The logistics of COVID
The logistical challenges presented by COVID-19 for businesses and consumers alike are arguably the greatest in over 75 years. Business models are rapidly adapting to reflect the “new normal” and this is creating new opportunities for growth, engagement with consumers and re-evaluations of supply chains across nearly every sector of the economy. High quality logistics solutions and processes are a key component of delivering these changes successfully.
The lock down effect
With social distancing and lock down measures preventing many businesses interacting physically with their customers in a traditional sense, adopting successful logistics services has been the lifeline for many companies, allowing them to continue trading and to reach their consumers in new ways. Well known restaurant chains have recently launched home delivery services. Take Côte Brasserie, for example, that recently launched a home delivery service in the form of Côte at Home, to deliver restaurant prepared food to consumers’ front doors.
Changes in purchasing behaviour are also creating demand and opportunities for innovative technology solutions to enhance customer experience along the delivery journey. As physical delivery of product most often involves the services of a third-party logistics provider, this interface with the customer is imperative to get right, to ensure that customers maintain their positive view of the brand they are purchasing.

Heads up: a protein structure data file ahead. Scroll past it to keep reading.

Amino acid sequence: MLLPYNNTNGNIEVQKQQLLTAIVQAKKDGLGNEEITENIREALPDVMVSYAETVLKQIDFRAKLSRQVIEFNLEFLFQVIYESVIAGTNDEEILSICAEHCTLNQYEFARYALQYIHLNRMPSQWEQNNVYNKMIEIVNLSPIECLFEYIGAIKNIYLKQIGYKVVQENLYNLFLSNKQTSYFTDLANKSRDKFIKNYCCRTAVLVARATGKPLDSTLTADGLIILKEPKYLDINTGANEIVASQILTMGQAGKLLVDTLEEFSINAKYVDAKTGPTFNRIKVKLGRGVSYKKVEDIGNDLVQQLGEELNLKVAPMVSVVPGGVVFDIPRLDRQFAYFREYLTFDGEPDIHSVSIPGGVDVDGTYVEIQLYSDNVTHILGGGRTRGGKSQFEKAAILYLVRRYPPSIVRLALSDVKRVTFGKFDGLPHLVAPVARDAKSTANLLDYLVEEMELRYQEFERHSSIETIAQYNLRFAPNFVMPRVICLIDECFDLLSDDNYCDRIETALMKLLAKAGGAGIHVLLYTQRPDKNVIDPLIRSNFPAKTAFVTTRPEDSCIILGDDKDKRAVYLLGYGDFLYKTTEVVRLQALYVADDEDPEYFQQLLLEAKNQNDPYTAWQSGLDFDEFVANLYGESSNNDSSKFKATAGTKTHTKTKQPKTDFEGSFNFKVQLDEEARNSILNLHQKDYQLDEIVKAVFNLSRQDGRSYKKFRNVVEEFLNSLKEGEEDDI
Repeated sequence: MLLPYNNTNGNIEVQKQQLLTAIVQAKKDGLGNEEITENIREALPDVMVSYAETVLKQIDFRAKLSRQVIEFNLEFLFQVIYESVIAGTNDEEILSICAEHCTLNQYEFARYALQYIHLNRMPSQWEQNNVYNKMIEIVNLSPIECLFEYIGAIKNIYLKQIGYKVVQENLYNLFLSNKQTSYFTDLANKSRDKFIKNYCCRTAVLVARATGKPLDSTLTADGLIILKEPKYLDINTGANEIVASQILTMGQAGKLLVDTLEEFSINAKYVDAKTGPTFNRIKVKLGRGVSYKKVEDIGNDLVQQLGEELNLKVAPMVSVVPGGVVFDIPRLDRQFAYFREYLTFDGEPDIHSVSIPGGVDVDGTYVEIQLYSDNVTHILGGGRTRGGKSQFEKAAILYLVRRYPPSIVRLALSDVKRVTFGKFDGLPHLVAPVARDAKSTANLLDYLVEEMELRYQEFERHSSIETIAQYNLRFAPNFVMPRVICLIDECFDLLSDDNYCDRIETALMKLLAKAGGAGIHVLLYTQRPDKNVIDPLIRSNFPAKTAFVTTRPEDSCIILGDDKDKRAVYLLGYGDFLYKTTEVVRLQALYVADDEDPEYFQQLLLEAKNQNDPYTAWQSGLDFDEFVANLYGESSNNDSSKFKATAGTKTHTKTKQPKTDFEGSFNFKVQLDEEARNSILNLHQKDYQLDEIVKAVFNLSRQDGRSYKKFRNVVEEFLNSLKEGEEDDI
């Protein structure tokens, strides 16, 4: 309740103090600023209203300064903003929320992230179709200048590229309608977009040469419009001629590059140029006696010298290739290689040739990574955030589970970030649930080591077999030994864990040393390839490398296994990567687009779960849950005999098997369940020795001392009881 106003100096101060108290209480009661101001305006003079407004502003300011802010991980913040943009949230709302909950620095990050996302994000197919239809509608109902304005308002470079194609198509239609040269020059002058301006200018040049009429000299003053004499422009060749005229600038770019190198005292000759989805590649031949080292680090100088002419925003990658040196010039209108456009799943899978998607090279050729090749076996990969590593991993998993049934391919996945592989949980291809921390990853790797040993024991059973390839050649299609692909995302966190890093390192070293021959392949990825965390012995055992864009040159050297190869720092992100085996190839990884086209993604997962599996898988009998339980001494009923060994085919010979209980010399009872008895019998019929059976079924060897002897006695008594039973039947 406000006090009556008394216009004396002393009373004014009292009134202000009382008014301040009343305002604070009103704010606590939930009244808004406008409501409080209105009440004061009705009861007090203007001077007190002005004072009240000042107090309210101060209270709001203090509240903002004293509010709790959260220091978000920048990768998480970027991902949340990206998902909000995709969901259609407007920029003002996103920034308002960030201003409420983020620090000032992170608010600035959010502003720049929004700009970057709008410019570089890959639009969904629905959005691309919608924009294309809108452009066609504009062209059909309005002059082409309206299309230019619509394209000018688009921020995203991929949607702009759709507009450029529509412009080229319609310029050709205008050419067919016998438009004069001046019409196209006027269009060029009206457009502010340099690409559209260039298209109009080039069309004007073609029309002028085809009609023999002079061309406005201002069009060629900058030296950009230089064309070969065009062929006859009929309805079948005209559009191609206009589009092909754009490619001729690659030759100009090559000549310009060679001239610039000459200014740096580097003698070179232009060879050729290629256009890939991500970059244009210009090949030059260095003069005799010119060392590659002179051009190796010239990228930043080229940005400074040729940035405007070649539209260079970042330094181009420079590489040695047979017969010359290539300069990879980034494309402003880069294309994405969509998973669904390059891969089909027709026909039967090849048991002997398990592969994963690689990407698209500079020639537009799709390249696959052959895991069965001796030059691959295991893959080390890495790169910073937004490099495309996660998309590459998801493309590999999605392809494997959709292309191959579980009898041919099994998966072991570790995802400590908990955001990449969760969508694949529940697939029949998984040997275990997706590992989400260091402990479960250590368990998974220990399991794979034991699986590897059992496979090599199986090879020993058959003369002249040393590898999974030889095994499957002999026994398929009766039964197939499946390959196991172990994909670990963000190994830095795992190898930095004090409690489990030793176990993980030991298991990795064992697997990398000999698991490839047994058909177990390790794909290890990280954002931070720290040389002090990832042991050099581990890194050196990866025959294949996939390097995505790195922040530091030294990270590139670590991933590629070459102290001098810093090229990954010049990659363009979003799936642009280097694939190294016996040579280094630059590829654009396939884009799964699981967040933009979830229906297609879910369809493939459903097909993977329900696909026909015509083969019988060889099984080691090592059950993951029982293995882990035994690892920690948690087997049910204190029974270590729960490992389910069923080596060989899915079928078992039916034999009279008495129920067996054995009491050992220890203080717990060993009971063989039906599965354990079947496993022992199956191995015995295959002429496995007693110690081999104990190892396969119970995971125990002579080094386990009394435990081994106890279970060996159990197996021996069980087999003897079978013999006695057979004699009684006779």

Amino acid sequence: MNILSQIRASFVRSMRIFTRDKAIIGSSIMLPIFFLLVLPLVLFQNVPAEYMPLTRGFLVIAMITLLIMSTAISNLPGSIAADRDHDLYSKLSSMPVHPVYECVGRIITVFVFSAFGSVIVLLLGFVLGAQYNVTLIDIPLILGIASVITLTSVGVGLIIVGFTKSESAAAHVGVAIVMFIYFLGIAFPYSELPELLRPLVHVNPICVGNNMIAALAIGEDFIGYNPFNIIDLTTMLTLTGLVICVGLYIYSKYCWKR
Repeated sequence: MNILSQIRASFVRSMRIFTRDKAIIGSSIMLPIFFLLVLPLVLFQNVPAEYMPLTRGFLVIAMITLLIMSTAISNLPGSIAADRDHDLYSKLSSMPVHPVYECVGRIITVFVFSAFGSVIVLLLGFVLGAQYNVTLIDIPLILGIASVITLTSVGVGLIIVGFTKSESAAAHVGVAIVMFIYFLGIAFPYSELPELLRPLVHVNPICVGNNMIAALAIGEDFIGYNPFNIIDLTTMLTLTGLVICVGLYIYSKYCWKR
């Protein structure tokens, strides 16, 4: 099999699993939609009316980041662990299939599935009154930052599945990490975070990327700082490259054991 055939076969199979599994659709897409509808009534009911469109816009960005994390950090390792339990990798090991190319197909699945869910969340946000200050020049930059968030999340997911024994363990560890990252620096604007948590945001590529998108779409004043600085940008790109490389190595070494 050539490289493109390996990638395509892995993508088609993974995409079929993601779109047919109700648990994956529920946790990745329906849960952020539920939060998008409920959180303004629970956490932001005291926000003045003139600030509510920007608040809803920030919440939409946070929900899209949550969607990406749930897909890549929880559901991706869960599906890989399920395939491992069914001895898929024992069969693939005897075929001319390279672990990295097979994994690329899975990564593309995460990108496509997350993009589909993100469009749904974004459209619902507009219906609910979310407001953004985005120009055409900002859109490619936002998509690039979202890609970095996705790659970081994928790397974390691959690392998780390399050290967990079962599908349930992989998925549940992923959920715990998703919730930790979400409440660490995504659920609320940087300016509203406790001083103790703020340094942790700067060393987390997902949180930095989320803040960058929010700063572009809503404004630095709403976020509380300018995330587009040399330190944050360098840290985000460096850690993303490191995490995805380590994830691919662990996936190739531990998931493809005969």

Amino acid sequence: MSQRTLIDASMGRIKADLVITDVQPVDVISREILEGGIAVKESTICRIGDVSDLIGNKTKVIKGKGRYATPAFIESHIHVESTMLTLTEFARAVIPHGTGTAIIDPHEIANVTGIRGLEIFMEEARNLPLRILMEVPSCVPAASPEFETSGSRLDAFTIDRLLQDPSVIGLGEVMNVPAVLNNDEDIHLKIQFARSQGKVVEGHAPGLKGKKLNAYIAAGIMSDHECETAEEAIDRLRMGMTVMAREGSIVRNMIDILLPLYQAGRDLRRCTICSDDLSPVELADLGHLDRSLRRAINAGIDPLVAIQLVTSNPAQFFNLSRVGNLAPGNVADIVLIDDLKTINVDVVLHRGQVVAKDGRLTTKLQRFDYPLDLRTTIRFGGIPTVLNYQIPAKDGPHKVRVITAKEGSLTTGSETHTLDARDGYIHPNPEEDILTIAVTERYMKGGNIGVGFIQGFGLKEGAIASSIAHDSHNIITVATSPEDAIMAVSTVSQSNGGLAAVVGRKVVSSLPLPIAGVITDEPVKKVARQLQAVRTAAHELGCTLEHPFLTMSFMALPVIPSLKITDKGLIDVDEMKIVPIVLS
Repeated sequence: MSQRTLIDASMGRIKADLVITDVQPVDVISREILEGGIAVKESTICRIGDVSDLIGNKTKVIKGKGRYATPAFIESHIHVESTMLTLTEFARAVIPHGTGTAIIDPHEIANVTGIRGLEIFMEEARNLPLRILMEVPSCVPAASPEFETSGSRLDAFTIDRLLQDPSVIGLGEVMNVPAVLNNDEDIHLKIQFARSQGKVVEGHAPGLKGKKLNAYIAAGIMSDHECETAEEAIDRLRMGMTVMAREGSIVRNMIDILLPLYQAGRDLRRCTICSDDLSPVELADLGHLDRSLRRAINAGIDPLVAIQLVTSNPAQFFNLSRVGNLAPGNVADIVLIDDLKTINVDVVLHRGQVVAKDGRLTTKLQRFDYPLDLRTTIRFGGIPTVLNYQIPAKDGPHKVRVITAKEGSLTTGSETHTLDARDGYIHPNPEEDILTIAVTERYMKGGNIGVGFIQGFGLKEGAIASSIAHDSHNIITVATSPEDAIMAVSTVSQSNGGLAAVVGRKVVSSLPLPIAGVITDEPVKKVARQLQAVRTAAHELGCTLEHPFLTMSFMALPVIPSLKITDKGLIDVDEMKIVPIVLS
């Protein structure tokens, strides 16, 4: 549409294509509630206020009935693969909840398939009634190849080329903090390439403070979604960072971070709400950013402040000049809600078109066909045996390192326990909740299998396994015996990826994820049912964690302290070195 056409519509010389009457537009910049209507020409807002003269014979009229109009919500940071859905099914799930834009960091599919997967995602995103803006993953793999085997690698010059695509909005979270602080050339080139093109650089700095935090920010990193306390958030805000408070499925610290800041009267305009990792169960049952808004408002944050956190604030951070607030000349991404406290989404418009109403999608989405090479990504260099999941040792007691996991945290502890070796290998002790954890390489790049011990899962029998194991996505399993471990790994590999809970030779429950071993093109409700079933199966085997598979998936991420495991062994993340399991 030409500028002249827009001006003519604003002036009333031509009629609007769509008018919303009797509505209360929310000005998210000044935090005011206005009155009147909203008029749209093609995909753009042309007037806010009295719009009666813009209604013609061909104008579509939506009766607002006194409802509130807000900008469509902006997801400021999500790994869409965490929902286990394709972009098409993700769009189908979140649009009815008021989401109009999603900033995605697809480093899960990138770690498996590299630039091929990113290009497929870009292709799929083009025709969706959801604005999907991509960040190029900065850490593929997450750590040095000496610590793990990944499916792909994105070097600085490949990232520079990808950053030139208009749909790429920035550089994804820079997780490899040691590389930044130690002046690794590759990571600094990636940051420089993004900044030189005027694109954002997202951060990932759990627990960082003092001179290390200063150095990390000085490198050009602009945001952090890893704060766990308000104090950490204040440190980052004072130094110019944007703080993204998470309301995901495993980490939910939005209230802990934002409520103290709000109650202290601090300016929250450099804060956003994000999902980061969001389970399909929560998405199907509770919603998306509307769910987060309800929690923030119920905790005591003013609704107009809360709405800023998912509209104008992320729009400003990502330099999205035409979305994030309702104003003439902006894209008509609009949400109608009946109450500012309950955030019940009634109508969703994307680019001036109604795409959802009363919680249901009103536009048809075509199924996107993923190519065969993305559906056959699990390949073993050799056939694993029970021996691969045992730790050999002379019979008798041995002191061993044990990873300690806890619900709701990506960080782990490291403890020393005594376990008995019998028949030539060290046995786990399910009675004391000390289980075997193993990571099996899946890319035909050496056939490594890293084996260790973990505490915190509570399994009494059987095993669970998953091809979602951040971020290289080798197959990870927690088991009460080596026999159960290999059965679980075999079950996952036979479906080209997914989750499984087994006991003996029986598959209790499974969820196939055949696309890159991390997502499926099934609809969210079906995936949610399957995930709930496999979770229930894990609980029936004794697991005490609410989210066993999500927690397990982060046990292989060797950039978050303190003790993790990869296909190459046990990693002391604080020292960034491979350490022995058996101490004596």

We have all experienced missed deliveries and damaged goods. As such, utilising integrated communications software, to ensure that the positive experience a consumer has enjoyed when purchasing via a website is then followed through from despatch and to a successful (and unbroken!) final delivery, is of great strategic importance to most brands.
The global supply chain
Minimising manufacturing costs will clearly remain a key priority moving forward, but if the flow of product from the other side of the world is disrupted by lockdowns or further restrictions which limit output, then these cost advantages of low costs jurisdictions start to reduce rapidly. We expect more on-shoring in key manufacturing sectors, which will create new logistics opportunities for the transportation of raw materials and final product.
In other sectors where manufactured products rely on a global integrated supply chain, utilising low cost manufacturing jurisdictions in Asia, the COVID-19 situation is leading companies to re-evaluate their arrangements.
The latest Oaklins Report – Oaklins Transport & Logistics: Adapt and evolve in times of crisis – presents a global view of M&A trends in logistics and strategies post-COVID.
There is no doubt that the “new normal” will continue for at least the foreseeable future. While this has clearly created significant challenges for companies and the global economy, successful logistics strategies will remain a key focus in successfully engaging with customers, particularly as businesses are forced to focus all of their efforts to online platforms rather than traditional physical engagement.